347, 358 (4th Cir. 2009). Under the first prong, the court is
to ask "whether the defendant has satisfied his burden
of proving 'actual prejudice.'" Id.
(quoting United States v. Automated Med. Labs.,
Inc., 770 F.2d 399, 403 (4th Cir. 1985)). If the
defendant satisfies his burden, the court next considers
"the government's reasons for the delay,
'balancing the prejudice to the defendant with the
Government's justification for delay.'"
Id. Then, the basic inquiry "becomes whether
the Government's action in prosecuting after substantial
delay violates 'fundamental conceptions of justice'
or 'the community's sense of fair play and
satisfy his burden with regard to actual prejudice, a
defendant must show "he was meaningfully impaired in his
ability to defend against the state's charges to such an
extent that the disposition of the criminal proceeding was
likely affected." United States v. Shealey, 641
F.3d 627, 634 (4th Cir. 2011). In Shealey, the court
observed that the appellant's theory of actual prejudice
was "circuitous and speculative" where he
hypothesized that "the Government delayed the
superseding indictment to provide more time to secure plea
agreements," which then "lessened the relative
strength of his own case." Id. The court
further stated that even if that theory constituted
prejudice, "it was not necessarily 'substantial'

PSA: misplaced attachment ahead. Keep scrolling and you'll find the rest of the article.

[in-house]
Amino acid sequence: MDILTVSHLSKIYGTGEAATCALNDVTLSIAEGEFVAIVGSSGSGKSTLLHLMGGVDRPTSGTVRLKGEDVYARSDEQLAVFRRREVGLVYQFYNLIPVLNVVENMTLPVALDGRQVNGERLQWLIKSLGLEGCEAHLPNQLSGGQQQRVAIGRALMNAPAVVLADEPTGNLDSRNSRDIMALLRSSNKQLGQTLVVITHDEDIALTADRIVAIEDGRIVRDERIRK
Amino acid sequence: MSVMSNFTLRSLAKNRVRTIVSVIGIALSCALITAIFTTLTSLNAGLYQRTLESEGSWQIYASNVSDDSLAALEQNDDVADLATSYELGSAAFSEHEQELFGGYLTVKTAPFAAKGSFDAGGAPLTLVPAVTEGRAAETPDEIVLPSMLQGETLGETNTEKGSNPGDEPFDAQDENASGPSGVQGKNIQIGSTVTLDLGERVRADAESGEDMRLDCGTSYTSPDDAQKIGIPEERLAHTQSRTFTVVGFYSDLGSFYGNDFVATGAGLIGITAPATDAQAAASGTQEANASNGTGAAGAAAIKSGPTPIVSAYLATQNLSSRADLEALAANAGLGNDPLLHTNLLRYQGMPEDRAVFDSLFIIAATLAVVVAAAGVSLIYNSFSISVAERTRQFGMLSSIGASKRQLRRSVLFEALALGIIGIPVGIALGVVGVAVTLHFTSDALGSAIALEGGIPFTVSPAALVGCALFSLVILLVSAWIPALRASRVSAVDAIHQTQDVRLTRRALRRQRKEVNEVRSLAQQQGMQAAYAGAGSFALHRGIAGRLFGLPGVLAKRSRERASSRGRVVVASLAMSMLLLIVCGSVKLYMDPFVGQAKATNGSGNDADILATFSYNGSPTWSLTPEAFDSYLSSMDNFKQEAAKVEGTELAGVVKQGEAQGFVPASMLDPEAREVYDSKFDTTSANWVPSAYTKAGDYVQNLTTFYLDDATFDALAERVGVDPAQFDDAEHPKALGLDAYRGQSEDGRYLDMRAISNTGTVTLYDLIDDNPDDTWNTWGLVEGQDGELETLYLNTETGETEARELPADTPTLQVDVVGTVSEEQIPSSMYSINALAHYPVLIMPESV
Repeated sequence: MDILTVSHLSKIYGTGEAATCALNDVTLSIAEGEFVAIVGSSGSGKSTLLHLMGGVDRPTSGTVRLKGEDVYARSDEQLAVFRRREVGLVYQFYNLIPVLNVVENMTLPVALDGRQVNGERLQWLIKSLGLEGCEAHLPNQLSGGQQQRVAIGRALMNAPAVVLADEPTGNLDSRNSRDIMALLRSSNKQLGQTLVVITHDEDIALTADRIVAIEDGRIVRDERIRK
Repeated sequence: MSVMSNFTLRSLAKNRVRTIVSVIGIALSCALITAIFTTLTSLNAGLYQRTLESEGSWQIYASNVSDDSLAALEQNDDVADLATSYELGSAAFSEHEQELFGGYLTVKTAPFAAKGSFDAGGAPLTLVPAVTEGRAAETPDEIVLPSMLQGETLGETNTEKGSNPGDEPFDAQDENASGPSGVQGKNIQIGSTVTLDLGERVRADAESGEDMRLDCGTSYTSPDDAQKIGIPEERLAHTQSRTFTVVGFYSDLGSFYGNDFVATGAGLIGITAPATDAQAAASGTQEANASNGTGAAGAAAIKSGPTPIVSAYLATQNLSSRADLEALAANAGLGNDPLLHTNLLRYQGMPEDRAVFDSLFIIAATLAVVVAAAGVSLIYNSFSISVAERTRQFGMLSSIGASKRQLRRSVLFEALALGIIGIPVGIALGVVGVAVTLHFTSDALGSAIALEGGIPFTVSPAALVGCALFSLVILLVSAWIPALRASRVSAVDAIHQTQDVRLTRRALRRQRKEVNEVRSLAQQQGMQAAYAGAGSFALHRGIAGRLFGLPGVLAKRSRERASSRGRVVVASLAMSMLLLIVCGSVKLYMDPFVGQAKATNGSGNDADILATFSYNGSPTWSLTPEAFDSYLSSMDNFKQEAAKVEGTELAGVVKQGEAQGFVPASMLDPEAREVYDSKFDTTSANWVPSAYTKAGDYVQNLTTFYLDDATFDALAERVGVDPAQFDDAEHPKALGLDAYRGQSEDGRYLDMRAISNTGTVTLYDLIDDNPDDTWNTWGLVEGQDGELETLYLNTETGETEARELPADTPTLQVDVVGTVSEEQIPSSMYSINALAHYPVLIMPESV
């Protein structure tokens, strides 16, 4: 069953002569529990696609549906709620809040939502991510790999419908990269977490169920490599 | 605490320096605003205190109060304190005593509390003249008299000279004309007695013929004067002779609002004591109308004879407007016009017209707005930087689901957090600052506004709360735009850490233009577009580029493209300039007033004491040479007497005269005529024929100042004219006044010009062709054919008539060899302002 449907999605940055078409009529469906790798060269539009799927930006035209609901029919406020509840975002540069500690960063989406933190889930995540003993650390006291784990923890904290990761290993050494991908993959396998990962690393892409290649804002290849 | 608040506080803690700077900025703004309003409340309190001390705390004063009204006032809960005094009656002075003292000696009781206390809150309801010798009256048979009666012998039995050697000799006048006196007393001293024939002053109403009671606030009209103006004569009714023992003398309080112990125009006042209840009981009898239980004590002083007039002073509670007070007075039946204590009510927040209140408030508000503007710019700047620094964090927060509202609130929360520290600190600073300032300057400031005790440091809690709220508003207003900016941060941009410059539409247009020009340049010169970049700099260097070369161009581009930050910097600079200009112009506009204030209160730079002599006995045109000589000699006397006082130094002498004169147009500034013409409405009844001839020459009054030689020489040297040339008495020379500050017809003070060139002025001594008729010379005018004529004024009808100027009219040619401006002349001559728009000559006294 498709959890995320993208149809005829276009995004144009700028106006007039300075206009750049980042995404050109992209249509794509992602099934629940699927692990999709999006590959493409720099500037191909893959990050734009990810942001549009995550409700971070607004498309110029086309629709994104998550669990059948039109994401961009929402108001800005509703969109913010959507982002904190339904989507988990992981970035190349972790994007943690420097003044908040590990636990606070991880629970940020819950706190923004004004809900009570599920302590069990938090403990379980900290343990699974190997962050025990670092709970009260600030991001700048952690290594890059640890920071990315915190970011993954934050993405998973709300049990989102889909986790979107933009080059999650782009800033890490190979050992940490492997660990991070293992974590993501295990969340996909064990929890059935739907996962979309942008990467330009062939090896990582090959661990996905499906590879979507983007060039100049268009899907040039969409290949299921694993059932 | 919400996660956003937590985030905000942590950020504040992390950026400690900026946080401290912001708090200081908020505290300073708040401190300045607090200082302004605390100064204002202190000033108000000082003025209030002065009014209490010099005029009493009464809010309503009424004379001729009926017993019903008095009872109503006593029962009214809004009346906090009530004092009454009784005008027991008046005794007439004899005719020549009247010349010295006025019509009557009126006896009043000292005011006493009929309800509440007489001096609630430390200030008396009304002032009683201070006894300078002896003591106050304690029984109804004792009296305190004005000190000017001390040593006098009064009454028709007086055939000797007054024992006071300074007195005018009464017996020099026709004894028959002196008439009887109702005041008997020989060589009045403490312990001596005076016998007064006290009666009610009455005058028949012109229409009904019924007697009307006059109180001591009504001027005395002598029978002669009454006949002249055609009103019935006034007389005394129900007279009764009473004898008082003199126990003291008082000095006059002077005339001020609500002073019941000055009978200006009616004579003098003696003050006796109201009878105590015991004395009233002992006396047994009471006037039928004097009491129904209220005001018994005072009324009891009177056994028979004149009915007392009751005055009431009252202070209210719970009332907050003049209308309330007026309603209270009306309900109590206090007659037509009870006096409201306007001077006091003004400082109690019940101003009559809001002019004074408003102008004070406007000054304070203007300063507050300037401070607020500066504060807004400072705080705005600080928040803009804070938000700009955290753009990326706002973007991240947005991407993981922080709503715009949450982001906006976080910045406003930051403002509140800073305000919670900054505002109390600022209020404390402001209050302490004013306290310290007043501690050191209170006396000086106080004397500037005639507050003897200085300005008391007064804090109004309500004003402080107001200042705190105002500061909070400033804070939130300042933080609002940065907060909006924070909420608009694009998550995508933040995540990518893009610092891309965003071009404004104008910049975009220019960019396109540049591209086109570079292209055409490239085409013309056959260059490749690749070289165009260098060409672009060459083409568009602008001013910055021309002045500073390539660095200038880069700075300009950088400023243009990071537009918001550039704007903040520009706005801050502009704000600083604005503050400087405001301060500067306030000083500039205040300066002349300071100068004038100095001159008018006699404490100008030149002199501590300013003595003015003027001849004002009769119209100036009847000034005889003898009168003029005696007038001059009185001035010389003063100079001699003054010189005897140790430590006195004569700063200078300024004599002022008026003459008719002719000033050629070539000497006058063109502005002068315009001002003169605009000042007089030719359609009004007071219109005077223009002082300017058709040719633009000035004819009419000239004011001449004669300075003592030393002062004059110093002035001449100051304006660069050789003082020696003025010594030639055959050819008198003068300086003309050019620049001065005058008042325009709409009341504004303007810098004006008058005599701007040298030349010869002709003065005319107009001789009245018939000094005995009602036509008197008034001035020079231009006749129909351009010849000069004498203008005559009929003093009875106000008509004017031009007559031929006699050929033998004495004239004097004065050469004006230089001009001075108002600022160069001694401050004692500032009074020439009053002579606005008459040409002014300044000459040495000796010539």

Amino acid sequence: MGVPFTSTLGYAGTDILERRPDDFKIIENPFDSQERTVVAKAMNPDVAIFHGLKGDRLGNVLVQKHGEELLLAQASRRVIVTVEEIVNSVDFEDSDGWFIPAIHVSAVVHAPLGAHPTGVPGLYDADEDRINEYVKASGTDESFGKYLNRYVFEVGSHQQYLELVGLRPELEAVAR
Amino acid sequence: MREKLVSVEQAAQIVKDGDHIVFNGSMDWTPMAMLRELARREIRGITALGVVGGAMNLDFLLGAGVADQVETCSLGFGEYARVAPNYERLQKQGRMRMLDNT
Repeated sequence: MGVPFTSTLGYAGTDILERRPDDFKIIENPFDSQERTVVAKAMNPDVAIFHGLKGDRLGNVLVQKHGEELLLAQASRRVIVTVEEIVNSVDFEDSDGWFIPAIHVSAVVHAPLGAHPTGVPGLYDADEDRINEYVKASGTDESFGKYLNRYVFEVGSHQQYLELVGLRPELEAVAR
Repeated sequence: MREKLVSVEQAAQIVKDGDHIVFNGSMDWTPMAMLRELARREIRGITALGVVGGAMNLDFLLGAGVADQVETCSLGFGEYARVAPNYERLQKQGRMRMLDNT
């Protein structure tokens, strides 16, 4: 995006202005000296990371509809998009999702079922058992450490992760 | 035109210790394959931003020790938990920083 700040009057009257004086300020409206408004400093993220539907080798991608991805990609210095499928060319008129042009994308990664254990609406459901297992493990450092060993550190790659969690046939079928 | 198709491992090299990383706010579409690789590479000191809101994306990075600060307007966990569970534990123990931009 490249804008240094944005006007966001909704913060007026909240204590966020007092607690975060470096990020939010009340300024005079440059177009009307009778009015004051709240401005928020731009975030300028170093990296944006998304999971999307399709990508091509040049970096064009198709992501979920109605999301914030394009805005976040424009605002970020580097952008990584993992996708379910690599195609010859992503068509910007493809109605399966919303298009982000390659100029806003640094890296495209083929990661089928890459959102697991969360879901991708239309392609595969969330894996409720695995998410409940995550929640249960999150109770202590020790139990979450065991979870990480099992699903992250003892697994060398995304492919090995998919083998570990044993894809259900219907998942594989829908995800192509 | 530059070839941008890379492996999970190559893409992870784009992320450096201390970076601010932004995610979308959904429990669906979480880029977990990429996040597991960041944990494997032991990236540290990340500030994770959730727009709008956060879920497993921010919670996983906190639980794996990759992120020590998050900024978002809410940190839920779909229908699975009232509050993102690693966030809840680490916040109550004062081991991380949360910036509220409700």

since it at best strengthened the Government's case on
the margins, but did not 'meaningfully impair'
Appellant's own case." Id. (alteration in
asserts three ways he believes the pre-indictment delay
prejudiced his case: (1) by infringing on his right to
testify in his own defense; (2) by effectively imposing on
his right to choice of counsel; and (3) by inflating his
criminal history so that he faces a higher potential sentence
than he would have had the government brought the indictments
at the same time. (Mot. Dismiss Indictment 4-6.)
Right to testify
first argues that the pre-indictment delay hinders his right
to testify in his own defense. Because the government waited
until the conclusion of the trial in his first case, it can
now impeach him with the fact of his prior conviction.
(Id. at 4.)
a defendant "has no right to set forth to the jury all
the facts which tend in his favor without laying himself open
to a cross-examination upon those facts."
Fitzpatrick v. United States,178 U.S. 304, 315
(1900); see also Currier v. Virginia, 138 S.Ct.
2144, 2152 (2018) ("[L]itigants every day face difficult
decisions[Like] the defendant who must decide between
exercising his right to testify in his own defense or keeping
impeachment evidence ... from the jury."); Williams
v. Borg,139 F.3d 737, 740 (9th Cir. 1998) ("A
defendant with prior convictions must decide whether to take
the stand, thereby exposing himself to impeachment based on
his priors, or whether to forego his right to testify in his
own defense." (internal quotations omitted)). While
Purpera now faces the choice between testifying subject to
cross examination or forgoing his right to testify, that
alone does no substantially impair his ability to defend
himself any more than a prior conviction for any other
defendant. See United States v. Gregory, 322 F.3d
1157, 1165 (9th Cir. 2003) (finding that "the
possibility that the government might use prior convictions
for impeachment purposes" is not the ...